MEBEA (not to be confused with companies from other countries with the same name) was an important Greek vehicle manufacturer, producer of light trucks, passenger automobiles, motorcycles, motorbike engines, agricultural machinery and bicycles.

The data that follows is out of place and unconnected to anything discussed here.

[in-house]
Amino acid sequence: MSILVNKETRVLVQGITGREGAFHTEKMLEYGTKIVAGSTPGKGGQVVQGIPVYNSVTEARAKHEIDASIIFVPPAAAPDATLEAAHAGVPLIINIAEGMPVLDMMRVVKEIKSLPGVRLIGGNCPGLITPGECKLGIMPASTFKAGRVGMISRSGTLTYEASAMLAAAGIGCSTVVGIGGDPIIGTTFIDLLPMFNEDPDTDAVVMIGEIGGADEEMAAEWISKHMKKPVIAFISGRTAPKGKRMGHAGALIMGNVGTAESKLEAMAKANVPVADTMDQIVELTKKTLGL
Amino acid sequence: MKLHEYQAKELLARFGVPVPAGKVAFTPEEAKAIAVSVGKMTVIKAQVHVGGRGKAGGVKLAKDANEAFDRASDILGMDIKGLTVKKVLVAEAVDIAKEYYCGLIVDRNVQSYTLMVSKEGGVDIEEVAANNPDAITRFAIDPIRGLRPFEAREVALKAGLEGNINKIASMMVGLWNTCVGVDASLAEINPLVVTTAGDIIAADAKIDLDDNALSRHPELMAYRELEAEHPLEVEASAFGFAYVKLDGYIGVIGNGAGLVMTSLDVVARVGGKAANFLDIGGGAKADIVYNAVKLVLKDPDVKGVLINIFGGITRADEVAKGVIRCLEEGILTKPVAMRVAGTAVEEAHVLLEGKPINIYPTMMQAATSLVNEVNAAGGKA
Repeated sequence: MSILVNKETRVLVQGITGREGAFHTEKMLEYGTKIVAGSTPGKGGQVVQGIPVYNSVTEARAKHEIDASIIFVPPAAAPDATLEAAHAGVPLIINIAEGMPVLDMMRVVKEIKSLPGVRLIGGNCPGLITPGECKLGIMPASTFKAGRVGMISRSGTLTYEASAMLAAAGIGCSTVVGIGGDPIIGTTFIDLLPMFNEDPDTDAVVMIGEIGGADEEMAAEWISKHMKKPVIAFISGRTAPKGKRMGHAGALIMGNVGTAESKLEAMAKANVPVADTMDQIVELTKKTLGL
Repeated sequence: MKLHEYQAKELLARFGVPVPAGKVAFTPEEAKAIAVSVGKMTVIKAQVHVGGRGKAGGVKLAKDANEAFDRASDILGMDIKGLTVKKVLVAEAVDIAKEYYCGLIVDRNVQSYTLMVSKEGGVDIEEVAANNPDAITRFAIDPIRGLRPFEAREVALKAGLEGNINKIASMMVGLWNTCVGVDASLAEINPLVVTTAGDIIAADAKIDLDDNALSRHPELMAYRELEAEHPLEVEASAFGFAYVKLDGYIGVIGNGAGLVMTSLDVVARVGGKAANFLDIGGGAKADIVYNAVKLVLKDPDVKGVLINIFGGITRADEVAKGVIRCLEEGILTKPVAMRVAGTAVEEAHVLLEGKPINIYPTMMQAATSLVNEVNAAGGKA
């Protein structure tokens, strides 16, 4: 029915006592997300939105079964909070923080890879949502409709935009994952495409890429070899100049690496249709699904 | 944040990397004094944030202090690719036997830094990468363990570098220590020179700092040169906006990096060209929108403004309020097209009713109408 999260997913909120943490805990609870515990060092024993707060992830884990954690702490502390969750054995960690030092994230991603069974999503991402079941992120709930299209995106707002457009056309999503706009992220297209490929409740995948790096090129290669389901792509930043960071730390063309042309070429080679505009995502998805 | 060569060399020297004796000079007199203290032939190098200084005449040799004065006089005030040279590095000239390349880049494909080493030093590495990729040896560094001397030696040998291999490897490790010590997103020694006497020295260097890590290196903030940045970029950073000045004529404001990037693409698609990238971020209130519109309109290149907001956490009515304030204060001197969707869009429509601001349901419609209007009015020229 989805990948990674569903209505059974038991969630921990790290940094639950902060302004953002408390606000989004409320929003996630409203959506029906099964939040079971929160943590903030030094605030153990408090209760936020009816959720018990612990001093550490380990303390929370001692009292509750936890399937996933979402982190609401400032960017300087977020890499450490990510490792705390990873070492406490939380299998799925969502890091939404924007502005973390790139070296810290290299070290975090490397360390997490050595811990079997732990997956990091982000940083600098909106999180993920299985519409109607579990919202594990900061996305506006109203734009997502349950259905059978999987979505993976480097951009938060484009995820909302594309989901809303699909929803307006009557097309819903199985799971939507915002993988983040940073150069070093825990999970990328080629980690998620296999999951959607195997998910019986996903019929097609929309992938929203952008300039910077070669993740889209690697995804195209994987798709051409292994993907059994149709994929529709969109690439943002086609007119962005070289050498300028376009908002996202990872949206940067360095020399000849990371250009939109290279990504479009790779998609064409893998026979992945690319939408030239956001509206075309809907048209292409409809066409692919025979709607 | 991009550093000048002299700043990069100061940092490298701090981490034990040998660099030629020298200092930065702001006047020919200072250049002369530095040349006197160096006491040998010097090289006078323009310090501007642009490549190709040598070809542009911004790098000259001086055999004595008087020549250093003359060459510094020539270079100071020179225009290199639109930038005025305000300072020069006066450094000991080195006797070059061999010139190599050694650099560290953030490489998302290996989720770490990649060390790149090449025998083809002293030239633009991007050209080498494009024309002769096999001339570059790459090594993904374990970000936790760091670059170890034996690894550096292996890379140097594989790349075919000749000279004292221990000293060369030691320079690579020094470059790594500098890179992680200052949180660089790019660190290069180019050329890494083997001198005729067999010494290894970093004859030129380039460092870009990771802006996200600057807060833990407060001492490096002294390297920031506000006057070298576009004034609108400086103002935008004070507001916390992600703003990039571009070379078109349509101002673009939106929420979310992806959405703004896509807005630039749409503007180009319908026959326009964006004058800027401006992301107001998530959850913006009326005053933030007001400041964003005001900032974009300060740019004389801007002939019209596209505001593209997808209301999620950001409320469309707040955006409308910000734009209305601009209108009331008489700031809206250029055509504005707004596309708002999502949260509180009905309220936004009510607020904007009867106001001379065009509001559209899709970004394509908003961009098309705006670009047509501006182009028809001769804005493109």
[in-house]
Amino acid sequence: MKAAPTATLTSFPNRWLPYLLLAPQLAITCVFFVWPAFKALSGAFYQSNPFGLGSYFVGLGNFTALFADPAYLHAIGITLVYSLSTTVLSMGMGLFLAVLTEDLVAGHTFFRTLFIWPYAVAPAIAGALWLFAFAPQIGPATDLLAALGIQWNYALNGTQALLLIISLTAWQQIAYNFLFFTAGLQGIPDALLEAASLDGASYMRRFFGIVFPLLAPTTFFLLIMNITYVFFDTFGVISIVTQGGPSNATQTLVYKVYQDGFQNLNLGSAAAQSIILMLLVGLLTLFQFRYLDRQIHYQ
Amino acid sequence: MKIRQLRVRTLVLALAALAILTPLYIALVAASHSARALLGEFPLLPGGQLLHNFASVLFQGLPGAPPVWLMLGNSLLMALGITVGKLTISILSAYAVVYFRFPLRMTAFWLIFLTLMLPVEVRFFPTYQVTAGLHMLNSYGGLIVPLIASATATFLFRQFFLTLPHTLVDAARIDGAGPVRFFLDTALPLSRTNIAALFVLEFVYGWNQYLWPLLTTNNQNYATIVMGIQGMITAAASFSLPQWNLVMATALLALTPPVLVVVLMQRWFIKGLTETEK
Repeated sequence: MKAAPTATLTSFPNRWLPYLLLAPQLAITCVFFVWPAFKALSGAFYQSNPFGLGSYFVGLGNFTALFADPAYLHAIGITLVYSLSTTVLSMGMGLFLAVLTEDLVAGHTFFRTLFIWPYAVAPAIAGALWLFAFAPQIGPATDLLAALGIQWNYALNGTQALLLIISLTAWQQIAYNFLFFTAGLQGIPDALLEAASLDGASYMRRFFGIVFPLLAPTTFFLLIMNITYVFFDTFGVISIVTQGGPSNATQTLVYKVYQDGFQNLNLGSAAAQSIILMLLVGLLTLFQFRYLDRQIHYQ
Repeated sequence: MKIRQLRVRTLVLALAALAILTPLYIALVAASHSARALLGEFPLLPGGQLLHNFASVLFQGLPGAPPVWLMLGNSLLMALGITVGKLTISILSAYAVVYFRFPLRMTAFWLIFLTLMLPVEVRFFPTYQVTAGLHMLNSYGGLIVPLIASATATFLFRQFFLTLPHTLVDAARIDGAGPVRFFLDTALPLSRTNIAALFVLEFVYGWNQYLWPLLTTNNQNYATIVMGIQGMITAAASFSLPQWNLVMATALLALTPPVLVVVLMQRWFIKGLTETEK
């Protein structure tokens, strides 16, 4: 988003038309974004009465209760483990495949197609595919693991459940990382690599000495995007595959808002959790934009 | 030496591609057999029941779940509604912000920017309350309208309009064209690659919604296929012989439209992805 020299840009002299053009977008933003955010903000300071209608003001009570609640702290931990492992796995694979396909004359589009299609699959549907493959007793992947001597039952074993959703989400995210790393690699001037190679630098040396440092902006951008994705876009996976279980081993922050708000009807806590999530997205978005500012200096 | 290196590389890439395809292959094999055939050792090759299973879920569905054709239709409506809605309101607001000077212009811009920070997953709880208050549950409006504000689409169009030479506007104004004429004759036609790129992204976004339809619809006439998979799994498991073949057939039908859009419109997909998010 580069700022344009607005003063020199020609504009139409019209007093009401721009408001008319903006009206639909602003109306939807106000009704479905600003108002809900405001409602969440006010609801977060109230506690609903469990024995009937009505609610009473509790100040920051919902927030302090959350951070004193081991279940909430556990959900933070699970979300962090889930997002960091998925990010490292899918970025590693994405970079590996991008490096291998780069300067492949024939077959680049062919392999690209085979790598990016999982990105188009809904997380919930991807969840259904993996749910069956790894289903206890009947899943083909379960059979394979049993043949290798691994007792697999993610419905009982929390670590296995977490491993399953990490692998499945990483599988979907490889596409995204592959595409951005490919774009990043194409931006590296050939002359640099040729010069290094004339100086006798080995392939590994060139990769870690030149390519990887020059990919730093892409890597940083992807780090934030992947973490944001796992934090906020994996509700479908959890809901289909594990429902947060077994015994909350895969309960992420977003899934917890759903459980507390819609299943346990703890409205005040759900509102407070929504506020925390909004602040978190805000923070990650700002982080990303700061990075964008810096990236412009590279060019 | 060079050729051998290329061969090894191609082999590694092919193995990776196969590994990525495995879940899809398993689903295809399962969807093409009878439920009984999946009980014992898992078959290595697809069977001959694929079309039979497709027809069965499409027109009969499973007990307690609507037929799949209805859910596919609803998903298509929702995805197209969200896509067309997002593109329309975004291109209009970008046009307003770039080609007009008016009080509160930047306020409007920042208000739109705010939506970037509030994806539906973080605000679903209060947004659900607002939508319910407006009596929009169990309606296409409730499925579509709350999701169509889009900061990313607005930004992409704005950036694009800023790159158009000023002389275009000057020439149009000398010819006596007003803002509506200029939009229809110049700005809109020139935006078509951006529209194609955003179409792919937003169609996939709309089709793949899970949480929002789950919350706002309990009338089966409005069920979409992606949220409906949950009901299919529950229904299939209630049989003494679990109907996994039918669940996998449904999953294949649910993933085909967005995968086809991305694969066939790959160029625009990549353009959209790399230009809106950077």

MEBEA was founded in Athens in 1960 by the merger of two companies assembling motorbikes since 1954, and its initials stand for Messogiakai Epiheiriseis Biomihanias, Emporiou kai Antiprosopeion (Mediterranean Enterprises for Industry, Commerce and Representations). It grew to be a significant Greek company with two factories in the north of Athens. Its most successful products were light three-wheeler thucks with 50 cc Zundapp engines, that became a common sight all over the country for almost three decades and were exported (in commercial and passenger variants) to Asian markets. Its mopeds and motorcycles (models including the Junior, Apollon and Hermes) mostly used Zundapp engines as well, and some were used, among others, by the Greek Postal Service and the Telecommunications Organization. Apart from the previously mentioned vehicles that were of its own development (MEBEA technology was also employed by another Greek motorcycle and three-wheeler manufacturer, Mego), the company cooperated with Reliant of Britain, starting licence production of the latter's TW9 heavier three-wheeler truck in 1970 and Robin three-wheeler passenger car in 1974. In 1979 MEBEA introduced the Fox light utility vehicle, in line with contemporary Greek 'fashion' for such vehicles like the Pony by Namco, the Farma by MAVA-Renault, and others that appeared later. The Fox was originally designed and built in prototype form by MEBEA itself on modified Reliant Kitten basis, but the final development for type certification was done in collaboration with Reliant in order to bypass the difficulties imposed by Greek law for a "passenger car" production permit. In addition to the motorized vehicle construction mentioned above, other activities during MEBEA history included motorbike engine production (on Italian designs) mostly for export, and the operation of the bicycle division producing a range of bicycle models. The company faced problems in the early 1980s when certain Asian markets were lost, but the final blow came when Greek law stopped 'favoring' light passenger-utility vehicles, essentially killing the Fox model (along with about half a dozen similar Greek automobiles). In 1983 production of the Fox was stopped (it then started in Britain, though, by Reliant itself), and soon MEBEA, a company associated with a wide variety of light vehicles that "served" thousands of Greeks, ceased to exist.